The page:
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State Of The Nation: Dangers Of False Expectations As Nigeria Groan Under Debt Burden



Politics, Economics and Nigeria’s Trudging Economy
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By Ifeanyi Izeze

“The first responsibility of a leader is to define reality. The last is to say thank you. In between, the leader is a servant”- Max de Pree.

But under the current dispensation in the country, the first responsibility of our President is to blame every other person that was in government before him for failures of his government to register a single significant impact on the socio-economic lives of the ordinary Nigerians since 2015. The last, as he displays daily, is to remain deaf and dumb. In between, he is there as lord over all.

Just few days ago the United Nations reawakened Nigerians to the brutal reality of how poorly the Gen. Mohamadu Buhari administration has managed the nation’s economy with a damning verdict that 98 million Nigerians live in multi-dimensional poverty.

Like it’s typical of the head of State and his handlers, they didn’t make any comment about the scary statistics coming from the United Nations Development Programme (UNDP). Perhaps, one reason they didn’t mind to comment on the report is because it is factual – Nigerians in the past four years indeed live in multi-dimensional poverty.

False pretences of knowledge about complicated economic indices have become all too common defining characteristics of this government. Who are the ordinary Nigerians going to believe, government or the evidence of their own eyes? If what the government says has little or no relation to what people feel or can see all around them, why won’t they believe the UNDP report?

Under Buhari, Nigeria has grown its debt portfolio by N9.61tn; statistics available from the Debt Management Office (DMO) have shown. In essence, the nation’s debt is about where it was in 2005-06, just before Nigeria benefited from massive debt relief as part of a program coordinated by the Paris Club, IMF, World Bank and the African Development Bank under the Obasanjo administration. To have squandered the debt reduction in just four years and have no tangible economic progress to show for it is beyond disappointing to say the least.

Only recently, the United Nations declared that 43 percent of our nation’s Foreign Direct Investment (FDI) has taken flight to other countries. Unemployment has gone out of proportion and there is no hope in sight.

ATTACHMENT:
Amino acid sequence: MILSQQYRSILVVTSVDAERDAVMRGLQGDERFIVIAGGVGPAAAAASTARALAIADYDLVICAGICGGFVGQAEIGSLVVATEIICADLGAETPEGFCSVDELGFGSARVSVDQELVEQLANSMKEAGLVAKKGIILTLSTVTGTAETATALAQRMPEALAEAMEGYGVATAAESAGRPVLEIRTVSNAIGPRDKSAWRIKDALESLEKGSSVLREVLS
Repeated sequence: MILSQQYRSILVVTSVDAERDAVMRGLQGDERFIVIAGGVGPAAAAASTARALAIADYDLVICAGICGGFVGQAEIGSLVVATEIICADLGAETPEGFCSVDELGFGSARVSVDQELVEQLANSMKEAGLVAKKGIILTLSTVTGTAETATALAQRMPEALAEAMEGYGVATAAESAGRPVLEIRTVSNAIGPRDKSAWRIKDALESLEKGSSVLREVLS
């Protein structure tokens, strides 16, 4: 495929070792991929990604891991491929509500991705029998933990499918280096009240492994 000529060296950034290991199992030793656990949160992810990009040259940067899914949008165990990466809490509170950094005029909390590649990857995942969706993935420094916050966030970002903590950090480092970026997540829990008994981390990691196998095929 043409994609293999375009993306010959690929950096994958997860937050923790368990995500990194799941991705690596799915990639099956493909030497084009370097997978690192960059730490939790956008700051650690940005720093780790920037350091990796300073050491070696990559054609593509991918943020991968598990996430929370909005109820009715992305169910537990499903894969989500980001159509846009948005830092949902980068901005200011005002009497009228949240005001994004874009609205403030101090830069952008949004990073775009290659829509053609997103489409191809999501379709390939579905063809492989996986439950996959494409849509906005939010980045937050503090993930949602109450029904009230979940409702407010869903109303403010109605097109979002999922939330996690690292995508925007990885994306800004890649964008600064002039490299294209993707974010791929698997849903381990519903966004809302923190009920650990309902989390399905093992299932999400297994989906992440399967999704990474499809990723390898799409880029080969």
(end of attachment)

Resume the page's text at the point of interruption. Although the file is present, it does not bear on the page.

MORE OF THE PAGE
But typical of a team that lacks capacity for anticipatory actions, the Federal Government has been running from pillar to post in a vain bid to stabilize the economy. Unfortunately, all conceived palliatives applied to save the nation’s declining economic indicators have merely scratched the surface of the problems leaving the mass of Nigerians desperate, confused and hungrier.

Without doubt, Nigerians would unanimously agree that the Federal Government’s casual response to the nation’s rising economic challenges depicts gross insincerity and/or incompetence on the part of those that administer the economy.

With external debt standing at more than $10 billion and our internal debts at more than $15.4 billion, it should bother every concerned Nigerian that Buhari is driving the country into economic wilderness. This should be a cause for concern for all well meaning Nigerians, more so when the Federal Government responses to these rising economic challenges have, at best, been casual and at worst deceptive.

As said by Ike Brannon, a Senior Fellow at the Jack Kemp Foundation and President of Capital Policy Analytics, a consulting firm in Washington DC, “Nigeria’s biggest economic problem, though – and the issue that requires real political acceptance from Buhari’s new government – is the country’s growing public debt. Since assuming office in 2015 President Buhari’s governments have added considerably to the nation’s debt, which now exceeds $85 billion.

 “Compounding Nigeria’s debt problem is the nation’s significant contingent liabilities. Recent arbitration awards have exposed the government to billions of dollars of liability – most prominently a case involving a private contractor, Process & Industrial Developments (P&ID), whose gas processing project collapsed after the Nigerian government failed to carry out its contractual commitments. The P&ID tribunal award alone represents over $9 billion, and it owes another company another $2.3 billion over a failed hydro-power project.